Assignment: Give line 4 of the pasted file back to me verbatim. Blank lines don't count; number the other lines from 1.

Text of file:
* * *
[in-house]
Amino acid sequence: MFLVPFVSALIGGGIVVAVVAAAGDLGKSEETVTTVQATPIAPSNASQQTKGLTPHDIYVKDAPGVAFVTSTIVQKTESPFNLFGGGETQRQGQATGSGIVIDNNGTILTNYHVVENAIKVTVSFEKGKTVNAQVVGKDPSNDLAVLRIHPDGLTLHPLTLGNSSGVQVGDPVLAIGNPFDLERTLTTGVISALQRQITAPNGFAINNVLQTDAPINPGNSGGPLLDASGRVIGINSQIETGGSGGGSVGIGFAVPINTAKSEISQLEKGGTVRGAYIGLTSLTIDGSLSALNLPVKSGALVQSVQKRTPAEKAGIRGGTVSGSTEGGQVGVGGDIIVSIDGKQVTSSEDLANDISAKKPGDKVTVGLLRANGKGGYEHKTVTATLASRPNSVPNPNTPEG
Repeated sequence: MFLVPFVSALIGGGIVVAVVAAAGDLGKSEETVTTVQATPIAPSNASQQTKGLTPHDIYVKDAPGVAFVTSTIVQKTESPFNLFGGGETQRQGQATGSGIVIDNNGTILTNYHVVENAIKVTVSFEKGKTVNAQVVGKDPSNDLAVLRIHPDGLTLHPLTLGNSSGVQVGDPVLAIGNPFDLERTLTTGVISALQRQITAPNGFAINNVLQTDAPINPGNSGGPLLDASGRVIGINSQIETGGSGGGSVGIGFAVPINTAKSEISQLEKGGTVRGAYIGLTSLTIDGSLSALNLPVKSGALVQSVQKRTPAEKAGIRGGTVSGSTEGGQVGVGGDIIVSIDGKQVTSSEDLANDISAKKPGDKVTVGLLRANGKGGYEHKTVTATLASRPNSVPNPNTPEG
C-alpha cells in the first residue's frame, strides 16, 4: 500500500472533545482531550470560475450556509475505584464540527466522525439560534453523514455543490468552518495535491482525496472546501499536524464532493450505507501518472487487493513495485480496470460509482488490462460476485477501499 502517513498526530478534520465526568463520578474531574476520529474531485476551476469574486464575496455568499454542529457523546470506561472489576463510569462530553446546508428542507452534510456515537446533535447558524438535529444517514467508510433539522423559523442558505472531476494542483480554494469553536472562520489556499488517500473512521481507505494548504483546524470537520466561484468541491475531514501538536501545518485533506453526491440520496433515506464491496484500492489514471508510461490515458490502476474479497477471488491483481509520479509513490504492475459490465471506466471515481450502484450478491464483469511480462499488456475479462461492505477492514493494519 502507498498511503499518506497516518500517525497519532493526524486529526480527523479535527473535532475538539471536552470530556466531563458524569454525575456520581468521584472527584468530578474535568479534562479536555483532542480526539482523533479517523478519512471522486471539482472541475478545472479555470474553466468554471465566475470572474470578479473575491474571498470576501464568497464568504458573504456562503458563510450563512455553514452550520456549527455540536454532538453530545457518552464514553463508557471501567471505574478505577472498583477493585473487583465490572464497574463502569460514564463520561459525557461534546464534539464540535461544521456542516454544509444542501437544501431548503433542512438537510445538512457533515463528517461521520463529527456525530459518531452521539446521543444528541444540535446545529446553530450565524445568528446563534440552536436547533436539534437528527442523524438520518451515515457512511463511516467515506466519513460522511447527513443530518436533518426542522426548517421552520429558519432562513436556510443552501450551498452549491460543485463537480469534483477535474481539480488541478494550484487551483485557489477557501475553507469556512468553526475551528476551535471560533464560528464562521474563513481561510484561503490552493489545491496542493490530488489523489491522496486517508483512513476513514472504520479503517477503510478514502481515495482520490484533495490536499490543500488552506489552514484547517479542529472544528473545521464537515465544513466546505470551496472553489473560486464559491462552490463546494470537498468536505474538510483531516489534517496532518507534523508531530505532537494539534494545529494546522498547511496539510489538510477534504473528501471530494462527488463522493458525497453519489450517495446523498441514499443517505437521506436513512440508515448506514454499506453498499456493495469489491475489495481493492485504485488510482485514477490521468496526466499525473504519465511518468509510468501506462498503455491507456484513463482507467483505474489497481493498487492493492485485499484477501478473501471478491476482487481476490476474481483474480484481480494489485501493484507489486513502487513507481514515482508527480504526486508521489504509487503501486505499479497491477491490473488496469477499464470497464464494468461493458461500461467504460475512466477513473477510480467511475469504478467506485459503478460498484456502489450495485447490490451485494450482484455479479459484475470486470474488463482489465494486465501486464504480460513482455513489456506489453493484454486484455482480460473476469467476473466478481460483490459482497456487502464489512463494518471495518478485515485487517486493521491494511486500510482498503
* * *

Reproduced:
C-alpha cells in the first residue's frame, strides 16, 4: 500500500472533545482531550470560475450556509475505584464540527466522525439560534453523514455543490468552518495535491482525496472546501499536524464532493450505507501518472487487493513495485480496470460509482488490462460476485477501499 502517513498526530478534520465526568463520578474531574476520529474531485476551476469574486464575496455568499454542529457523546470506561472489576463510569462530553446546508428542507452534510456515537446533535447558524438535529444517514467508510433539522423559523442558505472531476494542483480554494469553536472562520489556499488517500473512521481507505494548504483546524470537520466561484468541491475531514501538536501545518485533506453526491440520496433515506464491496484500492489514471508510461490515458490502476474479497477471488491483481509520479509513490504492475459490465471506466471515481450502484450478491464483469511480462499488456475479462461492505477492514493494519 502507498498511503499518506497516518500517525497519532493526524486529526480527523479535527473535532475538539471536552470530556466531563458524569454525575456520581468521584472527584468530578474535568479534562479536555483532542480526539482523533479517523478519512471522486471539482472541475478545472479555470474553466468554471465566475470572474470578479473575491474571498470576501464568497464568504458573504456562503458563510450563512455553514452550520456549527455540536454532538453530545457518552464514553463508557471501567471505574478505577472498583477493585473487583465490572464497574463502569460514564463520561459525557461534546464534539464540535461544521456542516454544509444542501437544501431548503433542512438537510445538512457533515463528517461521520463529527456525530459518531452521539446521543444528541444540535446545529446553530450565524445568528446563534440552536436547533436539534437528527442523524438520518451515515457512511463511516467515506466519513460522511447527513443530518436533518426542522426548517421552520429558519432562513436556510443552501450551498452549491460543485463537480469534483477535474481539480488541478494550484487551483485557489477557501475553507469556512468553526475551528476551535471560533464560528464562521474563513481561510484561503490552493489545491496542493490530488489523489491522496486517508483512513476513514472504520479503517477503510478514502481515495482520490484533495490536499490543500488552506489552514484547517479542529472544528473545521464537515465544513466546505470551496472553489473560486464559491462552490463546494470537498468536505474538510483531516489534517496532518507534523508531530505532537494539534494545529494546522498547511496539510489538510477534504473528501471530494462527488463522493458525497453519489450517495446523498441514499443517505437521506436513512440508515448506514454499506453498499456493495469489491475489495481493492485504485488510482485514477490521468496526466499525473504519465511518468509510468501506462498503455491507456484513463482507467483505474489497481493498487492493492485485499484477501478473501471478491476482487481476490476474481483474480484481480494489485501493484507489486513502487513507481514515482508527480504526486508521489504509487503501486505499479497491477491490473488496469477499464470497464464494468461493458461500461467504460475512466477513473477510480467511475469504478467506485459503478460498484456502489450495485447490490451485494450482484455479479459484475470486470474488463482489465494486465501486464504480460513482455513489456506489453493484454486484455482480460473476469467476473466478481460483490459482497456487502464489512463494518471495518478485515485487517486493521491494511486500510482498503